4) The Battle of Midway only forms half of the book. The latter half of the book is devoted to the exploits of Torpedo 8 in the battle for Guadalcanal. While the exploits of John Waldron and those who followed him are well known the subsequent actions of Torpedo 8 on Guadalcanal are not. This book provides a much-needed picture of them and the air war for Guadalcanal. In addition to telling the story of Torpedo 8 on Guadalcanal, this part of the book discusses the relationship of the leader of Torpedo 8, Harold "Swede" Larsen, and those he commanded. He is pictured as being very brave, but driven, bigoted, imperious and disliked (even hated to the extent that on two occasions men pulled guns on him and had they not been wrestled to the ground might have killed him). As it is an interesting picture of a very brave man who drove his men, perhaps too maniacally, but was willing to place himself in as much even more danger than they, but sometimes for little more than an overarching thrust for vengeance, recognition.
I recommend this book to anyone interested in the history of WWII and to anyone interested in a well-written book that describes how men arose to meet great challenges.
The first part of the book primarily concerns the men who flew the TBDs off Hornet the morning of June 4, 1942, and the VT-8 detachment of TBFs from Midway that same day. There is interesting background not only on the best known members such as the CO John Waldron or the only survivor of the TBD attack, Tex Gay, but on many of the other doomed flyers as well. I was particularly interested in one of them, Bill Evans, who seems to have been a rare combination of both a man of action, and a man of the mind. He undoubtedly possessed some literary talent, and had he lived might have made significant contributions to the literature or historiography of the Pacific War.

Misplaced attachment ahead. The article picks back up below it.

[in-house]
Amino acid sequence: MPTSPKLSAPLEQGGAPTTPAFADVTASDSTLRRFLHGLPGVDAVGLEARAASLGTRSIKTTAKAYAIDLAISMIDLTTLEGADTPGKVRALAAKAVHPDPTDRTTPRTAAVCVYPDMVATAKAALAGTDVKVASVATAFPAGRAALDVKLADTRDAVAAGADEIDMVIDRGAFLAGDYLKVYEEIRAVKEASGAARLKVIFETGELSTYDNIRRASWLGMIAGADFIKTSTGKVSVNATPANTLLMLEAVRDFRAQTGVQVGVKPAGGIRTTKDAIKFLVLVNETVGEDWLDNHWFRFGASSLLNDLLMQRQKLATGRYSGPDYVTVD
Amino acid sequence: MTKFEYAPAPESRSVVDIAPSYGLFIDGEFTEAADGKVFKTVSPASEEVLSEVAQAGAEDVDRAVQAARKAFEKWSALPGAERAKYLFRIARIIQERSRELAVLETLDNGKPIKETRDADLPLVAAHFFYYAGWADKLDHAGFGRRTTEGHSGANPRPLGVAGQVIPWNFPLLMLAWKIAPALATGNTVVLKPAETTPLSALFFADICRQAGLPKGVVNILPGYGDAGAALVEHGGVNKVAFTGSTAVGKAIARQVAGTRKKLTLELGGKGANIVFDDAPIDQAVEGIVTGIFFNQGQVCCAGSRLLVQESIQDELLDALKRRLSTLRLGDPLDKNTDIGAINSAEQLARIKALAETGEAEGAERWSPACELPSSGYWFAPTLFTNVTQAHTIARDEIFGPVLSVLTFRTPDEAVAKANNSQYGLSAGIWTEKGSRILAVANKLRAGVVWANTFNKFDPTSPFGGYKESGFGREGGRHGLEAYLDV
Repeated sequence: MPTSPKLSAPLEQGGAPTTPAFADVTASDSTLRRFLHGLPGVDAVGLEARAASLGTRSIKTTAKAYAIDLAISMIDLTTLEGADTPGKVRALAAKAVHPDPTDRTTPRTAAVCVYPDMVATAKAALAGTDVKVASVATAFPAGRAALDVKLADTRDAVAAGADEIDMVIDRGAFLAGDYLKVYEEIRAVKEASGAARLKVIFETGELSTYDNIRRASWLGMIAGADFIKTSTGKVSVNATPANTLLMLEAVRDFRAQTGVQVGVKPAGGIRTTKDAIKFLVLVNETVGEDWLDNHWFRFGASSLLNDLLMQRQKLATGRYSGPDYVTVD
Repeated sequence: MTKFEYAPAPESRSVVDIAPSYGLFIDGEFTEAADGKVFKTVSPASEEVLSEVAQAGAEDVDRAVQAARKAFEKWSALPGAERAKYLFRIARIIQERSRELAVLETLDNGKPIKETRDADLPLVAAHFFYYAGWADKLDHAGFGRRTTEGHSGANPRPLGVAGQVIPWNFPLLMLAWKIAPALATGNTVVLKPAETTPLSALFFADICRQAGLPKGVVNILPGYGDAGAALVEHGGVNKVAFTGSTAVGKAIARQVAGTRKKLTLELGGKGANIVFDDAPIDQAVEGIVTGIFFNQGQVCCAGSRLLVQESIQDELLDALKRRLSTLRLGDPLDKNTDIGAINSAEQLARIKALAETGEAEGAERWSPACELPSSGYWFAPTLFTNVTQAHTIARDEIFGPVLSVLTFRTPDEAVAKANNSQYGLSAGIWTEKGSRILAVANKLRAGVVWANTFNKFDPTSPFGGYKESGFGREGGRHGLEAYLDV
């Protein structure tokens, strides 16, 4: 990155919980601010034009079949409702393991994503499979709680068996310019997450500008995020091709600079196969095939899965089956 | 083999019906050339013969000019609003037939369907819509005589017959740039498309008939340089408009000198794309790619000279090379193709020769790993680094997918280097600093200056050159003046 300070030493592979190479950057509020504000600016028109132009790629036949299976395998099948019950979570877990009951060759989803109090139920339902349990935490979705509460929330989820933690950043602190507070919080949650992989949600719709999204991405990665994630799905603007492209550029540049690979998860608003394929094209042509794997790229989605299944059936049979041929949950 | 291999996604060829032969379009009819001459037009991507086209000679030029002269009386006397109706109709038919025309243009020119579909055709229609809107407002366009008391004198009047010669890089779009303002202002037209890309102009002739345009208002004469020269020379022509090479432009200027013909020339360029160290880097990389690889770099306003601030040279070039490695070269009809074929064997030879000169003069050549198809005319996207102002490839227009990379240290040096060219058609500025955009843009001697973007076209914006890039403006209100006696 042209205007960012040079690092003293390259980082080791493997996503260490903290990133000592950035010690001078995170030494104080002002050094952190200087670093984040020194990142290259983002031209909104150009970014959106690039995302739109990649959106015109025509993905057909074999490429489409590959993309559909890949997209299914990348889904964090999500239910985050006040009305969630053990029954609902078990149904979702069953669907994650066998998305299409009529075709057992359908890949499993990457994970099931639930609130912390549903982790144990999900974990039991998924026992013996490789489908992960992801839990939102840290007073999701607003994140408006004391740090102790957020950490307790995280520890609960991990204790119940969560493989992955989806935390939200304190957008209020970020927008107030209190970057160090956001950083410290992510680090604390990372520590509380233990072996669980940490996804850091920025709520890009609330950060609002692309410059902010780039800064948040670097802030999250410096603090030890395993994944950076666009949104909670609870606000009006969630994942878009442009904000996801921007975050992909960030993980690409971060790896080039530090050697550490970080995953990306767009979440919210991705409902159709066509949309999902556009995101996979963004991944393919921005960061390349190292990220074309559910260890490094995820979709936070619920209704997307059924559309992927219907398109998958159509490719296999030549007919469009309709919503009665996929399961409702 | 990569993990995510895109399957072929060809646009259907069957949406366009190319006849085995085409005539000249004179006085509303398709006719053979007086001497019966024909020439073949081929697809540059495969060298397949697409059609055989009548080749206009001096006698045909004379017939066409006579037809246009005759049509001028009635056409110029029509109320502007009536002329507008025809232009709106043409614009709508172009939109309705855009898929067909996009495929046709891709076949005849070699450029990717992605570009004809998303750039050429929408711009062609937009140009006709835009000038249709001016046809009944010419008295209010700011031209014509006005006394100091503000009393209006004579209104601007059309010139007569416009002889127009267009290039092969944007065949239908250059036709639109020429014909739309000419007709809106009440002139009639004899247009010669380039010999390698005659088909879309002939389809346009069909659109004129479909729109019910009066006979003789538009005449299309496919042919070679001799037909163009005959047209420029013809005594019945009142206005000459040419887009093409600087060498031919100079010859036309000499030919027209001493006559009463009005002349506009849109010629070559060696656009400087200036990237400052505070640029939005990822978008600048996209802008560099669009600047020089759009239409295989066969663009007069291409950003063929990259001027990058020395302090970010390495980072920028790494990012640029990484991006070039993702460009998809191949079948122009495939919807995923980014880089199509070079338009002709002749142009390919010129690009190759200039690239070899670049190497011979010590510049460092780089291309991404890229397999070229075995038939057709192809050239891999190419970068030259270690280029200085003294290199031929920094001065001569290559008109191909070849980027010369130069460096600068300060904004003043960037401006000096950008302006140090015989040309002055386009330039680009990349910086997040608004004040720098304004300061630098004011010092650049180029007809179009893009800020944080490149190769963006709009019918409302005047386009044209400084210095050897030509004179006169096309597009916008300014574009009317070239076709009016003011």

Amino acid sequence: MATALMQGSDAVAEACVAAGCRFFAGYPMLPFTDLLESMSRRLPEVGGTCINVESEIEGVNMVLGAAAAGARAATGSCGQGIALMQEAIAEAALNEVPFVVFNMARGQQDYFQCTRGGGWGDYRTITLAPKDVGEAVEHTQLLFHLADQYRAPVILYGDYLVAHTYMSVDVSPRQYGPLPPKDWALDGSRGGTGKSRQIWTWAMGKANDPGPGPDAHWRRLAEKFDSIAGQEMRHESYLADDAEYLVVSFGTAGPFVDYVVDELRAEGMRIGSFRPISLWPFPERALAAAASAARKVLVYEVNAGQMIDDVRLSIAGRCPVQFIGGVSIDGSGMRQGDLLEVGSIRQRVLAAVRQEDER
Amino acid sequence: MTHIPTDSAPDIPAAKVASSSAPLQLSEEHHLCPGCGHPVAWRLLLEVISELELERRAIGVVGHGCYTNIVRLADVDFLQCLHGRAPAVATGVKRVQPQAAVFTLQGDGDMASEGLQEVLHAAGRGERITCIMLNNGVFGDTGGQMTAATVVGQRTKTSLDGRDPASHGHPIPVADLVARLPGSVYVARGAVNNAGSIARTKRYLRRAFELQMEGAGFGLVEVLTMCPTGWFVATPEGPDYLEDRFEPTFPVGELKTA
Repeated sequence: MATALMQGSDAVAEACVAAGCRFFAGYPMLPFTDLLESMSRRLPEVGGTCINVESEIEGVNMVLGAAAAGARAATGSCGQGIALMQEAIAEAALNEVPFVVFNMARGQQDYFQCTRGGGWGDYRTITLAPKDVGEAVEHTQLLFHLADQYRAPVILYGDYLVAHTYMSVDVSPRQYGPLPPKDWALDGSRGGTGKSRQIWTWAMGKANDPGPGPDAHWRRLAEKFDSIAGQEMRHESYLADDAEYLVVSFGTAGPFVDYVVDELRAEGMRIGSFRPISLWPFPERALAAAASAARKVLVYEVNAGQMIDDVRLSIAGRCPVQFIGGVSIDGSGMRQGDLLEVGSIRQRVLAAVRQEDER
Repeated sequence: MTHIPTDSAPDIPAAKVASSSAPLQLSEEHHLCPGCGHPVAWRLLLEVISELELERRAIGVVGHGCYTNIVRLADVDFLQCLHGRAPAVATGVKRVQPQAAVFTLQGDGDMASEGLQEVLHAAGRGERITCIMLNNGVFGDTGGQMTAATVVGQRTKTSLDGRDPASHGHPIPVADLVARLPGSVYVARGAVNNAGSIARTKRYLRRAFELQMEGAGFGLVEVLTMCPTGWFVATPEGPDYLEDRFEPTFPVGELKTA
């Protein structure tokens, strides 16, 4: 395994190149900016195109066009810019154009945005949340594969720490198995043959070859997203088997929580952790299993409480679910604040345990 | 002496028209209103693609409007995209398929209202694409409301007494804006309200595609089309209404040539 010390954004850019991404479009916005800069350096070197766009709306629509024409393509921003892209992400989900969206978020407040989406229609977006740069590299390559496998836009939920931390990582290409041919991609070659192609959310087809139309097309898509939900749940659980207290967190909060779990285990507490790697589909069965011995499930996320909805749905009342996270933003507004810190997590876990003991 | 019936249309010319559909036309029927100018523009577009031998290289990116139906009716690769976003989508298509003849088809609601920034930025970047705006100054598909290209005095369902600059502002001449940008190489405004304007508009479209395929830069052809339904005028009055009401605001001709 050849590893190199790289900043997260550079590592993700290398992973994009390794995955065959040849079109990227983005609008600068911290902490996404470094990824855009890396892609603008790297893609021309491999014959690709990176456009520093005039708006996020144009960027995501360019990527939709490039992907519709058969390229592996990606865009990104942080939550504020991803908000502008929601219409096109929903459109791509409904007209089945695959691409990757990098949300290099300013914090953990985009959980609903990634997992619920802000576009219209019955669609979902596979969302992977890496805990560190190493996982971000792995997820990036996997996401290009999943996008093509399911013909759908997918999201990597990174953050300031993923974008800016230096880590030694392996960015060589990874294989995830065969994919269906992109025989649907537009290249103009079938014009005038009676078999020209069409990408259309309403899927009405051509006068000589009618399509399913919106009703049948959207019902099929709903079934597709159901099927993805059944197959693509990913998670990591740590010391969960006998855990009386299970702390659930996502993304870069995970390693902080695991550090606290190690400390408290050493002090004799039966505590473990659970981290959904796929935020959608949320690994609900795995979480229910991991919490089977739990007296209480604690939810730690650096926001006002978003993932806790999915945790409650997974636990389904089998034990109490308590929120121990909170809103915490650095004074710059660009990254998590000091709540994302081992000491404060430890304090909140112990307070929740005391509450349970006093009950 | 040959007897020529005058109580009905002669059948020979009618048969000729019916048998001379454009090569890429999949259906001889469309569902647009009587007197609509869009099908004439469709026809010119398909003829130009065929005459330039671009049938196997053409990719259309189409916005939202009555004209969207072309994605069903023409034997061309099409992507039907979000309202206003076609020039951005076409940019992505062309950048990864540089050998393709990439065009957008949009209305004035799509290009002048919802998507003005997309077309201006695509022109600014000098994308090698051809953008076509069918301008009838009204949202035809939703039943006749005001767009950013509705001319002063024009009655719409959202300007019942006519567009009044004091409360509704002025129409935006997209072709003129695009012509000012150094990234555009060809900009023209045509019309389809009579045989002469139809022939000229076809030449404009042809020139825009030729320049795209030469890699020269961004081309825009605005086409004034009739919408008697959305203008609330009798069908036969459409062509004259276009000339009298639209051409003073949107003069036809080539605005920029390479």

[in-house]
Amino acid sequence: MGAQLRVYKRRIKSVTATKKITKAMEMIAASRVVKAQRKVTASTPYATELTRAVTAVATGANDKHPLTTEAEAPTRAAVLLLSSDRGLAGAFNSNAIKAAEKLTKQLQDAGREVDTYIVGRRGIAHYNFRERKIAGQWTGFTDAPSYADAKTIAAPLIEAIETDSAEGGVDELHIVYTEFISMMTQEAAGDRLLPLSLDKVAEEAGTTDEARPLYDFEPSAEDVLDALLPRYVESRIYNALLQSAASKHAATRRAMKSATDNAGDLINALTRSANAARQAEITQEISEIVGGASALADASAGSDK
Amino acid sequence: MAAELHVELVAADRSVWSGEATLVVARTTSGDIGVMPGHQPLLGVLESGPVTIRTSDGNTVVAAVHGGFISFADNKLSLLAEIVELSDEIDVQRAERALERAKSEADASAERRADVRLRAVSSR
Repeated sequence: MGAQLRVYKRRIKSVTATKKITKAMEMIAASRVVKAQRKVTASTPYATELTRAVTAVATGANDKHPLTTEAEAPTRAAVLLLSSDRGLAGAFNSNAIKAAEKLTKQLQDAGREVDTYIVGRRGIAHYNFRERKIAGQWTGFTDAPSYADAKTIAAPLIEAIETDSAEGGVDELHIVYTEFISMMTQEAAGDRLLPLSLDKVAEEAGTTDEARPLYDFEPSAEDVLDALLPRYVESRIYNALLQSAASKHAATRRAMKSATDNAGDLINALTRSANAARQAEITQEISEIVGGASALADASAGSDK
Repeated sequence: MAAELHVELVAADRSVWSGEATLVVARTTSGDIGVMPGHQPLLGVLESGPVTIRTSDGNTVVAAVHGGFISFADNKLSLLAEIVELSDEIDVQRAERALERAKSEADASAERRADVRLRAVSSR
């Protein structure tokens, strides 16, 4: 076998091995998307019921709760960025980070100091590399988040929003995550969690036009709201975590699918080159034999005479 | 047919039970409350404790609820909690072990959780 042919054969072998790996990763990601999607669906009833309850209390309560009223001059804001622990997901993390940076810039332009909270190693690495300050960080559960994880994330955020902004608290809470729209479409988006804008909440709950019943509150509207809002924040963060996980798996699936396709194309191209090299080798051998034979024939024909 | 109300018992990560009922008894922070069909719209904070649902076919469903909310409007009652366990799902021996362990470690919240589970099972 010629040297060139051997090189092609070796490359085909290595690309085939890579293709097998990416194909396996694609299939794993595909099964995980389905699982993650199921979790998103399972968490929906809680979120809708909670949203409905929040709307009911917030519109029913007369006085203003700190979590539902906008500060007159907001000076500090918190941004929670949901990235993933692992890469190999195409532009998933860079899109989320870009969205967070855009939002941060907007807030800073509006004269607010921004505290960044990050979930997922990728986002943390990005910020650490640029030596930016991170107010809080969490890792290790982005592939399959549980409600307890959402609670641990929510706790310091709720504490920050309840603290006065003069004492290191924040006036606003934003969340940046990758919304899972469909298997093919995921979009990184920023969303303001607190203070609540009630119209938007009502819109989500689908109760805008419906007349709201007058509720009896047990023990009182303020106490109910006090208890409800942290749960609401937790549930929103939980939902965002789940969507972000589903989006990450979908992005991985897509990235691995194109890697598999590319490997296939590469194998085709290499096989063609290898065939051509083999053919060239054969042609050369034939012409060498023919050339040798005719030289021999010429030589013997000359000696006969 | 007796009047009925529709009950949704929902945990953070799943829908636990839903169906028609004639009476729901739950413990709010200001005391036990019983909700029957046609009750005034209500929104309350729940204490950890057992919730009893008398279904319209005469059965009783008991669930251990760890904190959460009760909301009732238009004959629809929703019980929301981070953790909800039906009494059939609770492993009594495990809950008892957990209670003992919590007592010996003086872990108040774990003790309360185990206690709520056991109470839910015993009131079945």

The second part depicts the post-Midway history of VT-8, led now not by the fatherly John Waldron, but by the obsessive martinet, "Swede" Larsen. Larsen is the most vivid character in this latter portion of the book, reminiscent somewhat of Captain Ahab from Moby Dick. VT-8 serves for a time aboard Saratoga, then as the Guadalcanal campaign heats up, and Saratoga is sidelined by a Japanese torpedo, VT-8 finds itself flying from the island itself, and subject to the conditions of privation there. Attrition of pilots and planes takes a toll on VT-8, and U.S. forces on Guadalcanal find themselves for a while in such straitened circumstances that VT-8 personnel are made to man foxholes alongside Marine infantrymen.
It is the vivid portrayal of individual men, and the insight the reader is given into their personal lives, that set A Dawn Like Thunder apart from other books that cover similar subject matter. I found it a refreshing break from reading "just the facts" style military history.